Microsoft Xpeng

Microsoft Azure Developing Non-Cortana Voice Assistant for Chinese Carmaker XPeng

Microsoft’s Azure AI platform will power the new voice assistant for XPeng, one of China’s largest car companies. Azure is producing a customized voice assistant for XPeng by leveraging its Neural Text-to-Speech (NTTS) and other features, upgrading the XPilot voice assistant in vehicles through an over-the-air update. The partnership highlights both the rapid adoption of advanced voice tech in cars and how completely Microsoft has excised Cortana from its consumer-facing projects.

Azure XPeng

XPeng and Microsoft worked on leveraging Azure’s natural language processing and machine learning techniques to smooth interactions with the voice assistant. One of the most significant improvements is how Azure adapted the XPilot software infrastructure to store voice files and pre-set responses to lessen the incidence where unstable networks on the road would disrupt service. To make that storage feasible within the limited space of a car’s computer system, XPeng applied Azure’s cache and compression to minimize how much space the voice assistant takes up in memory and computing power.

“This is a cutting-edge exploration of vehicle voice interaction in the auto industry,” XPeng automotive AI product senior expert Hao Chao said. “The experience delivers a whole new level of natural speech. With a deep understanding of urban mobility, we are finding many more scenarios to leverage AI technology for a high level of driver-machine intuition.”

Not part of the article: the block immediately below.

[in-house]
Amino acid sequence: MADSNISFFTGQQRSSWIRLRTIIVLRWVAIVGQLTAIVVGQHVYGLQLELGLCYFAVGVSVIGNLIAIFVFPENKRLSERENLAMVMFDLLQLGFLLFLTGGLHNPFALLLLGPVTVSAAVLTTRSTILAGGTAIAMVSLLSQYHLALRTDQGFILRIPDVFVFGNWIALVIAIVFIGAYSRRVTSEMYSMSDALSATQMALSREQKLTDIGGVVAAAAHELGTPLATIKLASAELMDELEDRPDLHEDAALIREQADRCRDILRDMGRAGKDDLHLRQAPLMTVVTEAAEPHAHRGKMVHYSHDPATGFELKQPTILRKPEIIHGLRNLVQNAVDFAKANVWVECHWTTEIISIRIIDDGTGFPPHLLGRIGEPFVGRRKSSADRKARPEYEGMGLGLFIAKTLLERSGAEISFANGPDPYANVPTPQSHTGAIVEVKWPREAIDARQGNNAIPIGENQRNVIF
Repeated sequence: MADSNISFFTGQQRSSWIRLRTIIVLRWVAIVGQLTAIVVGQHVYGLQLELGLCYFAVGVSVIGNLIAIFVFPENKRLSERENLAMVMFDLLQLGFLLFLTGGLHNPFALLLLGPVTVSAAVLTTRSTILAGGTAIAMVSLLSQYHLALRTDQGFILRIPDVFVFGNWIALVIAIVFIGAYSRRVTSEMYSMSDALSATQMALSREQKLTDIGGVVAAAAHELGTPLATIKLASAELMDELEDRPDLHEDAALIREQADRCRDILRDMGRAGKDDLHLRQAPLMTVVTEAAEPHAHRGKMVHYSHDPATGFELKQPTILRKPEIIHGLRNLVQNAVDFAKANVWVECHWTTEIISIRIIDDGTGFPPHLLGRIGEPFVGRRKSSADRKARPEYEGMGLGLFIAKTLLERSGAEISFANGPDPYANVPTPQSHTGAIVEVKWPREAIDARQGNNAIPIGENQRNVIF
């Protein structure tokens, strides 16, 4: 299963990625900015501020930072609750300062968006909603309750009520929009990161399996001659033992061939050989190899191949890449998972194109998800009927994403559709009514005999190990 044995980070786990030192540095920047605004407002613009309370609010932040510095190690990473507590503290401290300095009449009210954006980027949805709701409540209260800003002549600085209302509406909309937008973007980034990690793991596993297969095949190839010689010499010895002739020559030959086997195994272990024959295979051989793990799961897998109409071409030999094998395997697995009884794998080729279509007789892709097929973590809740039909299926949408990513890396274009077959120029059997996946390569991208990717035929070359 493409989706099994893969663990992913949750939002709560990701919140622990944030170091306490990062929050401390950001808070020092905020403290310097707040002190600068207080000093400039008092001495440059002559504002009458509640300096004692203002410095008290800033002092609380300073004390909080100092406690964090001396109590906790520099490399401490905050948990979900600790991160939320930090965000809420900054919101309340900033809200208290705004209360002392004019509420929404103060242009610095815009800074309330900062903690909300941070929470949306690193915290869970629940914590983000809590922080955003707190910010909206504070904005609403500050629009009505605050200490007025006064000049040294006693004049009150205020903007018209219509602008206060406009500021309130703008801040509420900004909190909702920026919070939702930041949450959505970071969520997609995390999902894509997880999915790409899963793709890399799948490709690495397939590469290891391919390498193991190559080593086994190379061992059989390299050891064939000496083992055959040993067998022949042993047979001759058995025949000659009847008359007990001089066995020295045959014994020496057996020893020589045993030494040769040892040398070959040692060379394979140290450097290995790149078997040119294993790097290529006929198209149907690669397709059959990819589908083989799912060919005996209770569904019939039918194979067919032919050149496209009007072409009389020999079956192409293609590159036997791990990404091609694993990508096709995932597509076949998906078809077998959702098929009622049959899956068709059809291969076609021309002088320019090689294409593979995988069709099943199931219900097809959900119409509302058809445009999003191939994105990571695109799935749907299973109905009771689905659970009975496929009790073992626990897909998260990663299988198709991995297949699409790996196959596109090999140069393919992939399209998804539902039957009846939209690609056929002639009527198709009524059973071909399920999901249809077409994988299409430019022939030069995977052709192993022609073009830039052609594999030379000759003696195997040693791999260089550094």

Drivers will likely note the change in the voice AI’s interactions more than the under-the-hood adjustments. Azure improved the XPilot’s speech synthesis to sound more human and conversational in tone. The improvement extends to XPilot’s understanding and pronunciation of words so that drivers won’t have to repeat themselves. That element comes out of Azure’s ongoing linguistic expansion, recently passing 100 languages, or 119 counting varients, with 278 voices available in its library.

“One hundred languages is a good milestone for us to achieve our ambition for everyone to be able to communicate regardless of the language they speak,” Microsoft Azure AI CTO Xuedong Huang said. “With more languages with their variants covered, we’re excited to be powering natural and intuitive voice experiences for automakers.”

Drive On

Azure has plenty of competition in the car voice assistant arena, as global tech giants race to nab more car manufacturers as partners. Automotive juggernaut Stellantis just inked a deal with Amazon to roll out Alexa-powered connected vehicle technology to millions of cars Amazon has been pushing to upgrade and expand Alexa’s automotive tech at an accelerating pace, with Alexa Auto SDK 4.0 and a vehicular version of the Teachable AI feature arriving over the course of a few weeks. Meanwhile, Google has been deploying Android Driving Mode updates almost every month. Last week, the company announced that Volvo owners with Google built-in will soon be able to warm up, unlock, and check the battery by asking Google Assistant on a Nest smart speaker at home. Microsoft said it has global ambitions for its automotive voice AI. The broad range of voices, including emotional expressions, could attract an international clientele, especially as Azure already has certifications to work in 90 different jurisdictions.

“With advancements in research and technology, Azure Cognitive Services like vision and speech, will play a pivotal role in defining unique in-vehicle experiences,” said Sanjay Ravi, General Manager, Automotive, Mobility, and Transportation Industry at Microsoft. “With speech as a primary interaction tool within the vehicle, Microsoft’s custom neural voice services enable automakers to develop their own differentiated and authentic branded experiences.”


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